HOME >> MEDICINE >> NEWS
Scientists observe infectious prion proteins invade and move within brain cells

Scientists for the first time have watched agents of brain-wasting diseases, called transmissible spongiform encephalopathies (TSE), as they invade a nerve cell and then travel along wire-like circuits to points of contact with other cells. These findings will help scientists better understand TSE diseases and may lead to ways to prevent or minimize their effects. TSE, or prion, diseases include scrapie in sheep and goats; chronic wasting disease in deer and elk; mad cow disease in cattle; and Creutzfeldt-Jacob disease in humans.

Under the direction of Byron Caughey, Ph.D., at the Rocky Mountain Laboratories (RML), and Marco Prado, Ph.D., at the University of Minas Gerais in Belo Horizonte, Brazil, the team performed the research in laboratory cultures using a rodent-adapted form of scrapie protein and cells taken from the central nervous system of mouse and hamster brains. The proteins were first "branded" with fluorescent dyes so they could be easily tracked.

The work also revealed that a similar trafficking process might occur with the key plaque-forming protein in Alzheimer's disease, which is not a TSE but a different type of degenerative brain disease, according to Gerald Baron, Ph.D., one of the lead RML researchers. RML, located in Hamilton, MT, is part of the National Institute of Allergy and Infectious Diseases (NIAID) of the National Institutes of Health. The new report appears in the May 25 issue of The Journal of Neuroscience.

"These findings offer intriguing leads toward developing therapies to stop the spread of TSE and possibly other degenerative brain diseases," says NIAID Director Dr. Anthony Fauci. "Potentially, it may be possible to block the pathways that prions use to invade cells, their exit to other cells or their replication within the cells."

Those are precisely some of the next experiments the RML group is pursuing, along with trying to move the fluorescent tracking method from laboratory cell cultures to li
'"/>

Contact: Ken Pekoc
kpekoc@niaid.nih.gov
406-375-9690
NIH/National Institute of Allergy and Infectious Diseases
24-May-2005


Page: 1 2 3

Related medicine news :

1. Scientists train nano-building blocks to take on new shapes, as reported in Science
2. Scientists find war vets hand dexterity determines susceptibility to PTSD
3. Scientists develop method to track immune system enzyme in live animals
4. Scientists from the CIMA investigate a molecule for diagnosing hypertensive cardiopathy
5. Scientists equip bacteria with custom chemo-navigational system
6. Scientists find missing link to understand how plants make vitamin C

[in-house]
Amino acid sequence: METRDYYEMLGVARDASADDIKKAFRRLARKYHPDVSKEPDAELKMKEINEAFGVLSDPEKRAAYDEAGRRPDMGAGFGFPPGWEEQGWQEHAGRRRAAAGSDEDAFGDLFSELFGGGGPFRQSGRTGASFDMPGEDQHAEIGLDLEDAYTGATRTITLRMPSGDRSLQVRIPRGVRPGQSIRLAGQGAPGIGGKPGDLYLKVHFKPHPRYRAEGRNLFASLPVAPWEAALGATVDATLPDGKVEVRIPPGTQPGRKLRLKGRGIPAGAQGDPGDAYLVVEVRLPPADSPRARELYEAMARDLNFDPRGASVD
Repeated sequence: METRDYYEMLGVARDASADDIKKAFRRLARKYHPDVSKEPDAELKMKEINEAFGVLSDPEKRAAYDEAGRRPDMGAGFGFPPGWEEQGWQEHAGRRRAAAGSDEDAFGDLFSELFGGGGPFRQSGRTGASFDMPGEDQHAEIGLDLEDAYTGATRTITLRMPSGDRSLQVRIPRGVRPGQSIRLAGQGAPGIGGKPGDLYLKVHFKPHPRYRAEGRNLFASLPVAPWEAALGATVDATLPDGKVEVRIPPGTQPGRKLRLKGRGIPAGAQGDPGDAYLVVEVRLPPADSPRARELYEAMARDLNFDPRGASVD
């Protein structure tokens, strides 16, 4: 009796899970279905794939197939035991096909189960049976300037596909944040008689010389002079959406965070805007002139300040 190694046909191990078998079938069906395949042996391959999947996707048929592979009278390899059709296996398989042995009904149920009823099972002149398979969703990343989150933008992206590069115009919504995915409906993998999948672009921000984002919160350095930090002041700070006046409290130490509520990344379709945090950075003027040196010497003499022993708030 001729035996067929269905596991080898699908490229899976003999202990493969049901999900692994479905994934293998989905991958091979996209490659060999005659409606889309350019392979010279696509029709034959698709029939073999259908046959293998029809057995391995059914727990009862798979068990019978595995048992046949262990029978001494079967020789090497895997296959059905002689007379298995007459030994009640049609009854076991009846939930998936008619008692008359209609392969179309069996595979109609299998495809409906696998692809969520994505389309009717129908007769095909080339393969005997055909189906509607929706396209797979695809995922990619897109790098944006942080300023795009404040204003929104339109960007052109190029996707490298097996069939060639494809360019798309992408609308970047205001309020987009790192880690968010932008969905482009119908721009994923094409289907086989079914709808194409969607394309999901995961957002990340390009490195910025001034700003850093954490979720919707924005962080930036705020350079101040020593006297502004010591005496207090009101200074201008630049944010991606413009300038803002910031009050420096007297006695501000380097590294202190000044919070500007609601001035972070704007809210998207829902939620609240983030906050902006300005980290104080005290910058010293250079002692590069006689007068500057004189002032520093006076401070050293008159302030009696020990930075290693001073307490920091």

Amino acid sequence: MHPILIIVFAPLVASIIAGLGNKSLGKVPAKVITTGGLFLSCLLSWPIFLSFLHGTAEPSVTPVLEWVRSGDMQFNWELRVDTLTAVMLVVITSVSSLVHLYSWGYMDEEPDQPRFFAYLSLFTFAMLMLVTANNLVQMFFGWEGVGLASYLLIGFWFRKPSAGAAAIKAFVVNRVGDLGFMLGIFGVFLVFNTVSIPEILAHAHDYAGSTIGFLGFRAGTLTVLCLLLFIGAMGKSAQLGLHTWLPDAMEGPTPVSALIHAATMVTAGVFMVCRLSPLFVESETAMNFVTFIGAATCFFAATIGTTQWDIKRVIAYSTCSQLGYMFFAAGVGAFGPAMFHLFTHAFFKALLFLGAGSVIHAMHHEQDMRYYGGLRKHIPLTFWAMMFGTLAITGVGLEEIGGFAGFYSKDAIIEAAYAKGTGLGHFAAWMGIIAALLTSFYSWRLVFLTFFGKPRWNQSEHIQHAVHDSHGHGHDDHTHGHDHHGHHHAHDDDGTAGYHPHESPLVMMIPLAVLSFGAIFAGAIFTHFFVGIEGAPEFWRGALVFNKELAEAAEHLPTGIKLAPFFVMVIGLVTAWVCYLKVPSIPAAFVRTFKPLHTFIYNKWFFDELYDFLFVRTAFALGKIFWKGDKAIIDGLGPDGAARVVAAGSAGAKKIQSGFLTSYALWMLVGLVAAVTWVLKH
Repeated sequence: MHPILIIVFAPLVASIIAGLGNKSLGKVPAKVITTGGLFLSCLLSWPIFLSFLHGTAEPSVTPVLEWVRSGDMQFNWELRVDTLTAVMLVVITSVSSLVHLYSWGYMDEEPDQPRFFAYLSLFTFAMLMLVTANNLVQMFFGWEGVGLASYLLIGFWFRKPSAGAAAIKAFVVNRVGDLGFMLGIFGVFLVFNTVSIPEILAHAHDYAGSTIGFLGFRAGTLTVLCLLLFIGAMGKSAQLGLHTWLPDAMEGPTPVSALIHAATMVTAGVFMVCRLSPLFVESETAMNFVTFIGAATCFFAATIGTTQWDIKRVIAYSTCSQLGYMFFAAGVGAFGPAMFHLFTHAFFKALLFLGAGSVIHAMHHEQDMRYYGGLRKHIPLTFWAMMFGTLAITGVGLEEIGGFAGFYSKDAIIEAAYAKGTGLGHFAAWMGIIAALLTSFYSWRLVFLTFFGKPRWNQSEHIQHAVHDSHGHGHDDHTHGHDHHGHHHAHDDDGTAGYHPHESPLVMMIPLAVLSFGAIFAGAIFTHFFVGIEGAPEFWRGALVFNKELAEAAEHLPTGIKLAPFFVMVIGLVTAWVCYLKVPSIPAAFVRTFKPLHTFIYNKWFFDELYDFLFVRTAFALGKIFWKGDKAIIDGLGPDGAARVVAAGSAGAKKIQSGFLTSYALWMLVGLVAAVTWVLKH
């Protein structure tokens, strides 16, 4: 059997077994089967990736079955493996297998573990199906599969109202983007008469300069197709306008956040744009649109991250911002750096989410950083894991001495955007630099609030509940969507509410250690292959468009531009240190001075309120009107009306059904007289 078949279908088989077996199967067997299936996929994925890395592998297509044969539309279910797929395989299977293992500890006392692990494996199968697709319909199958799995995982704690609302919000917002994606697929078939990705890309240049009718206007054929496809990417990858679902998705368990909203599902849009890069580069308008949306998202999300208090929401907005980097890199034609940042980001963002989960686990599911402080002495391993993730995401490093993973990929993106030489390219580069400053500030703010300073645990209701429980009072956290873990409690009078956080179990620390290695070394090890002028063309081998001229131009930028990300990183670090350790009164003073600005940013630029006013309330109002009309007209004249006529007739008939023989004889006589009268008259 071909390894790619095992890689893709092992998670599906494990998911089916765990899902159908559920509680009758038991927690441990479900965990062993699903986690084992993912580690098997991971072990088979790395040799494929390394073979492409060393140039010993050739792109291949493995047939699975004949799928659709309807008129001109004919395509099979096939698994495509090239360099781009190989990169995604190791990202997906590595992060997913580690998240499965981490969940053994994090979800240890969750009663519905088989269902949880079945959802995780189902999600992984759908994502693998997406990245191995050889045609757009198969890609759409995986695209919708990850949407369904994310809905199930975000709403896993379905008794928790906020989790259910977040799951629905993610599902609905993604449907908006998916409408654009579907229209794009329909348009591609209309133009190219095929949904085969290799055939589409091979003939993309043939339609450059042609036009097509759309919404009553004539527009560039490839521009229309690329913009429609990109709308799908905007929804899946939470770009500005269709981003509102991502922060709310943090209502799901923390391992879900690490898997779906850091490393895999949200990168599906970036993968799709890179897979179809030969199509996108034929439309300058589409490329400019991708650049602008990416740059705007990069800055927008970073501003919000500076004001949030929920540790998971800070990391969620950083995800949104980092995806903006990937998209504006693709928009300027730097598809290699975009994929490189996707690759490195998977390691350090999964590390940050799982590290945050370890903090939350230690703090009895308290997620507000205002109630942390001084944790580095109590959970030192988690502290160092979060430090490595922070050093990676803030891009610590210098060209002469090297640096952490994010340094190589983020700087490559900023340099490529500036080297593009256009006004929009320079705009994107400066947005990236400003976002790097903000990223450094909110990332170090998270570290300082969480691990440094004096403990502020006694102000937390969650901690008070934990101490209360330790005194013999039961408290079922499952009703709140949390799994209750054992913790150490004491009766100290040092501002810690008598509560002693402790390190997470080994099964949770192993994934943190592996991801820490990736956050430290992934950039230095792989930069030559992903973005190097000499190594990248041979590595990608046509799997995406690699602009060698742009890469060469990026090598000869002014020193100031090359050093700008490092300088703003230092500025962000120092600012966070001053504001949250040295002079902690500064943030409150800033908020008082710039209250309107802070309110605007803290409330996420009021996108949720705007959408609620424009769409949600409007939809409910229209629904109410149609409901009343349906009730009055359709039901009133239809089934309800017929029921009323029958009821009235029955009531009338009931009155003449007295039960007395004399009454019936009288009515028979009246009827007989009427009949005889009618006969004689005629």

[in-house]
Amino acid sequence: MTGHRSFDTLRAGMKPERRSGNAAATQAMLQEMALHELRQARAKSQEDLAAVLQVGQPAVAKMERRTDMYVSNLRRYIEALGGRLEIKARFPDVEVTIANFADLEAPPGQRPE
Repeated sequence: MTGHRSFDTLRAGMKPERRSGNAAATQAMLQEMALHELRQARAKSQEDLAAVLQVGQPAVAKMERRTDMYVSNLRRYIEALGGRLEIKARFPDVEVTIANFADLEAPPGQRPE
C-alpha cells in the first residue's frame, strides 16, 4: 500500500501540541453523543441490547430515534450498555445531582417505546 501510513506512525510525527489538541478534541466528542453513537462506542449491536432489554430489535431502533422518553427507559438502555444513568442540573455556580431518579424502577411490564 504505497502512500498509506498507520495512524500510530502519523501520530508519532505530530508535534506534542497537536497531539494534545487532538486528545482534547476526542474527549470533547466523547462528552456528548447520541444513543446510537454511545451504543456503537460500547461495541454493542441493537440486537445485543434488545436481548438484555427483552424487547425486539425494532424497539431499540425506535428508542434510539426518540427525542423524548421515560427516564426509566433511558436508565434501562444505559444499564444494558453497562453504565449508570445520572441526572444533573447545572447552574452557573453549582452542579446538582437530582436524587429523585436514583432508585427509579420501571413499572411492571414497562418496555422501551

7. Scientists and polar explorers brave the elements in support of CryoSat-2
8. Scientists identify cells responsible for relapse after treatment in common childhood cancer
9. Scientists progress in successful tissue engineering
10. Scientists re-grow dental enamel from cultured cells
11. Scientists create dual-modality microbeads to improve identification of disease biomarkers

Post Your Comments:
*Name:
*Comment:
*Email:


(Date:3/29/2017)... ... March 30, 2017 , ... Youth Futures International (YFI) premiered its ... from high school and college students who have participated in the program every summer. ... YFI is now accepting applications for enrollment. Visit http://www.ghana.yfiexperience.org to learn ...
(Date:3/29/2017)... , ... March 29, 2017 , ... ... Hours at a Walgreens store in Mississippi. AngioGenesis Labs, makers of HeartBoost, BrainBest ... in two southeastern states. Ingredients in HeartBoost, an over the counter heart healthy ...
(Date:3/29/2017)... ... March 29, 2017 , ... Dr. Angela Cotey, a ... treatment and accepting new pediatric patients, with or without a referral. Dr. Cotey knows ... a better orthodontic outcome and experience. When patients receive early treatment, they may achieve ...
(Date:3/29/2017)... ... March 29, 2017 , ... Curio Wellness , a premium ... finalization of the company’s executive management team with prominent executives from both inside and ... Wellness’ Chief Operating Officer, Ted Dumbauld , who has more than twenty years ...
(Date:3/29/2017)... ... March 29, 2017 , ... Immunotherapy has emerged as one of the ... is touted to be the next revolution in our fight against this complex disease. ... form of immune checkpoint inhibitors such as PD-1 and PD-L1 inhibitors. , While a ...
Breaking Medicine News(10 mins):
(Date:3/29/2017)... 29, 2017  Novartis announced today that the ... the company,s Biologics License Application (BLA) filing and ... chimeric antigen receptor T cell (CAR-T) therapy, in ... patients with B-cell acute lymphoblastic leukemia (ALL). This ... a CAR-T. The priority review designation is expected ...
(Date:3/29/2017)... 29, 2017 Research and Markets has ... 2014 - 2025" report to their offering. ... The global ... million by 2025. Increasing geriatric population prone to orthopedic diseases ... navigation systems over the forecast period. Osteoarthritis and osteoporosis are ...
(Date:3/29/2017)... WALNUT CREEK, Calif. , Mar 29, 2017 ... tissue-sparing, cervical-fusion technology, announced the addition of two ... Scott Lynch has joined the company to ... is assuming International leadership.  Together, Mr. Lynch and ... industry experience.  Mr. Lynch joins ...
Breaking Medicine Technology:
Cached News: